There are currently more than 3 million cases of herniated discs in the U.S. per year, and in most cases, surgery actually offers poor curative results. In fact, experts say that up to 90% of patients with herniated discs can be successfully treated without surgery.
How can you successfully treat my herniated discs?
Pain from a herniated disc often resolves on its own over time as the prolapsed material is reabsorbed by the body, but until this happens (usually between four and six weeks) there can be considerable pain. Pain medication, cold and/or heat therapy, electrostimulation, bracing, traction, steroid injections, and hydrotherapy are often used to control discomfort until the condition resolves. It is during this period that chiropractic manipulations and physical therapy are recommended. At Oakland Spine & Physical Therapy, we use the Butler Spine Program – a breakthrough non-surgical treatment using the LCT 1000 Deep Tissue (Class IV) Laser – and spinal decompression to effectively relieve the pain and discomfort of herniated discs. In 80 to 90% of cases of a herniated disc, no surgery is required.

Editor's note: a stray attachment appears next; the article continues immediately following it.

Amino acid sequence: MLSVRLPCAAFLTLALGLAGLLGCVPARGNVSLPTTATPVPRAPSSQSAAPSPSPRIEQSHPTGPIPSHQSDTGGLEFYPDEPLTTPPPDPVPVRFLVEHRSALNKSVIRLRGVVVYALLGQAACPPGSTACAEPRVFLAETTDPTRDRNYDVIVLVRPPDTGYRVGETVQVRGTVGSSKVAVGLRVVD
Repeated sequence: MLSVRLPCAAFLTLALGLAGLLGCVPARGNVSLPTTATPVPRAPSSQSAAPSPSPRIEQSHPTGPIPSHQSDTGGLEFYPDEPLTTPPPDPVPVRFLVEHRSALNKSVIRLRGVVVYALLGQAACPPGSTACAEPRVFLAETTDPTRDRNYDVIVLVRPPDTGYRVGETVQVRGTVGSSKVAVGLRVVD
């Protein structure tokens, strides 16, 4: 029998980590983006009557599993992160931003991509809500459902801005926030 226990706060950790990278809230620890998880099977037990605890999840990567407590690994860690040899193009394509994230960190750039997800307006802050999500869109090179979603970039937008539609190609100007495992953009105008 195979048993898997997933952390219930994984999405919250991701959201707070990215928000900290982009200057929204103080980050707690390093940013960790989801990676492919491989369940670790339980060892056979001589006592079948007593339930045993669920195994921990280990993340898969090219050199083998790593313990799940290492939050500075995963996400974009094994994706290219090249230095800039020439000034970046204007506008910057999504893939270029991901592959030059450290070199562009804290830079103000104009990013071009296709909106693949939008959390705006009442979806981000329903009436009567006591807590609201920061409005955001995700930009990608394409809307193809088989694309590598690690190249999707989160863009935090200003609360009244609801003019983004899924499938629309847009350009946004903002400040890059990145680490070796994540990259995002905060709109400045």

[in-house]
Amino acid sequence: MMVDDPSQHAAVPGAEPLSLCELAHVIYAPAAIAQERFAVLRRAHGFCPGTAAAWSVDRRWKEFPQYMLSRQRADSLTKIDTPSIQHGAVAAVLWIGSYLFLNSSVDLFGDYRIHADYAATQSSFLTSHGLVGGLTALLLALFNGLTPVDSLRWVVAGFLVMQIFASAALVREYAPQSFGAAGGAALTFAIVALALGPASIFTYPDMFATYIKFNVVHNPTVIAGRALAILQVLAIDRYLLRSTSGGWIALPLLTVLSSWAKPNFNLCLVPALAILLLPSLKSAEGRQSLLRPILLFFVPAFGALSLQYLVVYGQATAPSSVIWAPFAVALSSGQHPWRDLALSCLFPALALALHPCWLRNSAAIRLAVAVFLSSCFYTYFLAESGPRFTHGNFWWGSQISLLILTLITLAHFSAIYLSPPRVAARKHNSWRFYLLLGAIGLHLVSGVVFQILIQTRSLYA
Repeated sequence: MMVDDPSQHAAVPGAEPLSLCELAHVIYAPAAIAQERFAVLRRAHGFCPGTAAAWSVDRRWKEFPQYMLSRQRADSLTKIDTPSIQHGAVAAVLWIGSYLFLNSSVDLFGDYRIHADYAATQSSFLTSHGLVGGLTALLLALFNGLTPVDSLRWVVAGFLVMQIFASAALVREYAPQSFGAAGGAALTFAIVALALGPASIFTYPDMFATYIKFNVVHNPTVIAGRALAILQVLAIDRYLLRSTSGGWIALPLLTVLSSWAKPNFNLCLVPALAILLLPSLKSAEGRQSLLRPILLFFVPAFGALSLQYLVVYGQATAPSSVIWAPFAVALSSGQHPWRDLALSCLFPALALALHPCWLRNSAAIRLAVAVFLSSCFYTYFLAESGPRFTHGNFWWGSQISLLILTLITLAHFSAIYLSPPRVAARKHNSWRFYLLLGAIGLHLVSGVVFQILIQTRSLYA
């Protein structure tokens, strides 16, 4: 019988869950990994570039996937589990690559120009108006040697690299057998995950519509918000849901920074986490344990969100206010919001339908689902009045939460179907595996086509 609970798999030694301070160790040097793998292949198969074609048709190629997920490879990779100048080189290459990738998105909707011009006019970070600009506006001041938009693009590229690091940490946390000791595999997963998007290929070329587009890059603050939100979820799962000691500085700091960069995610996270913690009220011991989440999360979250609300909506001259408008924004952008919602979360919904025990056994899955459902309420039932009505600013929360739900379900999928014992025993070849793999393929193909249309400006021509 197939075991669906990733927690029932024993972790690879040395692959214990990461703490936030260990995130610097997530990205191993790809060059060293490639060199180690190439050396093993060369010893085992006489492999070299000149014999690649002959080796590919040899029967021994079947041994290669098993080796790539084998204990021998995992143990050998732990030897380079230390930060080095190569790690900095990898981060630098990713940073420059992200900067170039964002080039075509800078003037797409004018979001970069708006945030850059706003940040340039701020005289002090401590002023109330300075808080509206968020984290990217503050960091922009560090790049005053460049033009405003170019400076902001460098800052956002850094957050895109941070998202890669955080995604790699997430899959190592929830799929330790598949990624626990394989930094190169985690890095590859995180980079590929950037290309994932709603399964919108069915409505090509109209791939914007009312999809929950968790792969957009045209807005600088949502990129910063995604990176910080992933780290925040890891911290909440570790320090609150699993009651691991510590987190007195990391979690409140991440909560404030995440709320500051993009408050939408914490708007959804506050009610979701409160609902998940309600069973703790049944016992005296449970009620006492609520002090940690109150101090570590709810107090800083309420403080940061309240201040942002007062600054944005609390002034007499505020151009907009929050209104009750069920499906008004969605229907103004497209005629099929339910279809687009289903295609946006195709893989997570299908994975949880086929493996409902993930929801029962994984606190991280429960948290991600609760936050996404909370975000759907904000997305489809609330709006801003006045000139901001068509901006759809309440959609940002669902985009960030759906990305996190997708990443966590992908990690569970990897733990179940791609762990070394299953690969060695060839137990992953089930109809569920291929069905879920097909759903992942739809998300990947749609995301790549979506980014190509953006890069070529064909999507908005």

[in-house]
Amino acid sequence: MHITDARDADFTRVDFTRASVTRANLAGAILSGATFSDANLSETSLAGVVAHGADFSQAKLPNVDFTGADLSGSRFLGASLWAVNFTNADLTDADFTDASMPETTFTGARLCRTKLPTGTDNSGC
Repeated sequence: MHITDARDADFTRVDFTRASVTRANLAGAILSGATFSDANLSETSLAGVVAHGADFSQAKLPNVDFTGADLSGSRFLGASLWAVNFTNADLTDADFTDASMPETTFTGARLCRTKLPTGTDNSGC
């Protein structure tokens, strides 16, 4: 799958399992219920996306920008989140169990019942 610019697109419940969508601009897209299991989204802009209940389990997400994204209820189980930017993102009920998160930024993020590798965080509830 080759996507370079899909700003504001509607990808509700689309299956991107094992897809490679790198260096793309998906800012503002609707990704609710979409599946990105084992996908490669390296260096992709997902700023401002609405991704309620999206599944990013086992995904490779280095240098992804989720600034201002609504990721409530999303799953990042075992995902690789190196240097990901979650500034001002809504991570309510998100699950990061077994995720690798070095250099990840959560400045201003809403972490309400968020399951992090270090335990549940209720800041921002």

What are the symptoms of a herniated disc?
Discs are shock absorbers for the spine – they’re flexible, almost gelatinous discs between vertebrae that cushion the spine and permit full range of motion. Sometimes these discs can degenerate, herniated (which means material from inside the disc leaks out), and press on spinal nerves.
- Arm or leg pain. If your herniated disk is in your lower back, you’ll typically feel the most intense pain in your buttocks, thigh, and calf, and may also involve part of the foot. If your herniated disk is in your neck, the pain will typically be most intense in the shoulder and arm, and may shoot into your arm or leg when you cough, sneeze, or move your spine into certain positions.
- Numbness or tingling in the body part served by the affected nerves
- Weakness in the muscles served by the affected nerves, which may cause you to stumble, or impair your ability to lift or hold items.
What causes a herniated disc?
Disc herniation is typically the result of a gradual, aging-related wear and tear called disc degeneration. As you age, your spinal discs lose some of their water content, making them less flexible and more prone to tearing or rupturing with even a minor strain or twist. While most people can’t pinpoint an exact cause of their herniated disc, common triggers are using your back muscles instead of your leg muscles to lift large, heavy objects, or twisting and turning while lifting. Rarely, a traumatic event such as a fall or a blow to the back can cause a herniated disk.